Robert Baerg was having coffee with a neighbour one rainy harvest about 15 years ago when they got to talking about their old grain dryer.
It was a real headache, that dryer — chewing through horsepower to dry tough grain far too slowly, and then they still had to cool it. It took both neighbours to keep the thing running, and when the controls started going on it, they decided it was more work than it was worth.
At the end of a particularly wet fall, they hauled that old dryer out back and put it out of its misery. Back-to-back years of dry weather meant they never replaced it. They didn’t really need to, and besides, grain dryers don’t come cheap.
Then the rains came again.
“That wet harvest, we started to brainstorm how we could dry our grain without going back to those days,” said Baerg, who farms near Rosemary.
Baerg had some old irrigation pipes sitting around, and knowing how hot they would get in the sun, he had a flash of inspiration.
“I said, ‘I’ve got some old pipes — what if we drew air through them and used the sun to heat it up?’”
So Baerg, a carpenter by trade, built a prototype of 30-foot aluminum pipes lying side by side two pipes long and 10 pipes wide (20 pipes total), and hooked it up to the fan and a single bin.
“We dried one bin of grain like that, and I thought, ‘Whoa, this thing works pretty good,’” said Baerg. “So then I built the manifold and put it to two bins, and it still worked.”
But he knew he needed a more permanent solution if he wanted to add more bins — one of the key ways he makes money off his two quarters.
“We don’t farm a lot of acres, but we do have a lot of storage,” said Baerg, who now has about 20,000 bushels of storage between his hopper bottom and flat bottom bins.
“There are times when I might not sell all my crop in one particular year. Especially with our canola and wheat, we’ll sometimes hold it over for a year if the prices aren’t good.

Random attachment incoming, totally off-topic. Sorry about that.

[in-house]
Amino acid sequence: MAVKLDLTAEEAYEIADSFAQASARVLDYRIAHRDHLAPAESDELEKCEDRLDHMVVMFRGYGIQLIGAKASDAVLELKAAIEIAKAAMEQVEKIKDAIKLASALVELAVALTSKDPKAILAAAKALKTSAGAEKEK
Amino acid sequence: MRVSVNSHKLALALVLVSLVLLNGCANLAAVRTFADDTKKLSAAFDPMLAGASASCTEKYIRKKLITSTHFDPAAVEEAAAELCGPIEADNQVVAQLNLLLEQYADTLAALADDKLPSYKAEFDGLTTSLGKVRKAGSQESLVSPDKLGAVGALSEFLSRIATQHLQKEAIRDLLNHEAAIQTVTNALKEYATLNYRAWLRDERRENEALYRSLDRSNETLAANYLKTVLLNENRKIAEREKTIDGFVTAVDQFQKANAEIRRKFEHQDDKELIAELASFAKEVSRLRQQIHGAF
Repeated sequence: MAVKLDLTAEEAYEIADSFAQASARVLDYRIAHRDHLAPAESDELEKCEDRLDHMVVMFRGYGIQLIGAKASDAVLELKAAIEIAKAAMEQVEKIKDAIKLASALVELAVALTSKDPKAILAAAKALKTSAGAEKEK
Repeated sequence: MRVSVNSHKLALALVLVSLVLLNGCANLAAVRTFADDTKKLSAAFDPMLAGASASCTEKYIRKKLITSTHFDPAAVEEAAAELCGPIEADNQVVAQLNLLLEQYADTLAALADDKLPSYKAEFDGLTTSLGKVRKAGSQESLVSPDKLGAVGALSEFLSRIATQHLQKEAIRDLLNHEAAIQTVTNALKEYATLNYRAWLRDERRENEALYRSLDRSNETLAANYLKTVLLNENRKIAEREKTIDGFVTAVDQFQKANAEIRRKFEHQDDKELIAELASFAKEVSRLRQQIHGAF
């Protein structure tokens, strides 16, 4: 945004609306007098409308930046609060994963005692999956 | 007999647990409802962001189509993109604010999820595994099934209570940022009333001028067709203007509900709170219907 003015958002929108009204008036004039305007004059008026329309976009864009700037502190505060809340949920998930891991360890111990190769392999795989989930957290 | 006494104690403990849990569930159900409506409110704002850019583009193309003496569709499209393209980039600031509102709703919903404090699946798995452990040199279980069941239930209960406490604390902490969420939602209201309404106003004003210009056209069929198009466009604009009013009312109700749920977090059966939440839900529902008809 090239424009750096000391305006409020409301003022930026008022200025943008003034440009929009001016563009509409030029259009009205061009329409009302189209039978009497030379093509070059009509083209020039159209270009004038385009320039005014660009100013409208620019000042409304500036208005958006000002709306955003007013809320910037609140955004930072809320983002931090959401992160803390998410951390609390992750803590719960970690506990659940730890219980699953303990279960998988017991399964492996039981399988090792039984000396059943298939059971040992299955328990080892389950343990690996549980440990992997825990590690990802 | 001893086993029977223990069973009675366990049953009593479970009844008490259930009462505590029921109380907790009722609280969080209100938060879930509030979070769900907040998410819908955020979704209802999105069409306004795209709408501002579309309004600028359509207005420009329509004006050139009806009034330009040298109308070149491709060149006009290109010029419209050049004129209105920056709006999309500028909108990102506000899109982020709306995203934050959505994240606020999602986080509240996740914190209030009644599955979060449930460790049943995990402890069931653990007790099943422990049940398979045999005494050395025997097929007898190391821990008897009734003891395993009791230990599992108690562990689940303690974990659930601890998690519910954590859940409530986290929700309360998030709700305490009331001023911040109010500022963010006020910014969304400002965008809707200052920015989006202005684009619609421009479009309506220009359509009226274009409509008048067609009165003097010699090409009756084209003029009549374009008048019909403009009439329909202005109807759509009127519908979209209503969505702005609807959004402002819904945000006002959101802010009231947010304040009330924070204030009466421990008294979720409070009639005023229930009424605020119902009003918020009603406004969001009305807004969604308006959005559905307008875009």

“I’ve put a lot of effort into bins that will store grain safely.”
Better harvest logistics
So Baerg bought a bunch of old seven-inch irrigation pipe — “the cheapest (he) could get” — and built a 90-pipe bed (30 pipes wide by three pipes long) that went into a new manifold.
“It doesn’t look sophisticated, but it works,” said Baerg. “And not counting the fan, I might have spent $3,000 on materials.”
The manifold is “essentially just a big, long box” that supplies warmer — and therefore drier — air to the fan. The fan draws the air, moving it slowly through the pipes, where it heats as it’s going through. Then the fan pushes air into a long wooden tube that’s connected to every bin. Each bin opening has a sliding door that he can open and close to control which bin gets dried air — without having to move anything around.
“I’ve moved these fans by hand and it’s not easy,” said Baerg. “The way the system works, I never have to move a fan. I just have to open and close doors.”
Now, the first thing Baerg does every harvest is cycle night air through the bins so they’re cool when the grain is unloaded. Then, he begins drying his wettest grain first.
“Once you start drying, you don’t quit. I run the fan day and night,” he said. “We’re putting hot air through it during the day, and that does the drying, and then at night, it cools again.”
On sunny days, the air going through the pipes gains about 15 C, but even on cloudy days or the cooler days of fall and winter, he’s able to hit about a 7 C increase.
“As you get into overcast days or fall and winter, the sun isn’t as powerful, so we don’t get as big a drying effect. But it still works,” he said. “It does take time. If we have really good drying days, we can get our small bin done in three days. The bigger bins take longer. So sometimes we have to be patient.”
That gives him some breathing room in his harvest logistics.
“This is a way I can control the weather a little bit. I sleep better when the crop’s in the bin, not in the field,” he said. “You never gain yield in the field — the crop isn’t going to get better in the fall, but it can get worse if the conditions aren’t right. It’s always a risk, so I combine on the tough side.
“Drying this way, I can jump the gun. I can get in there early knowing that I won’t get in trouble. It gives me that freedom.”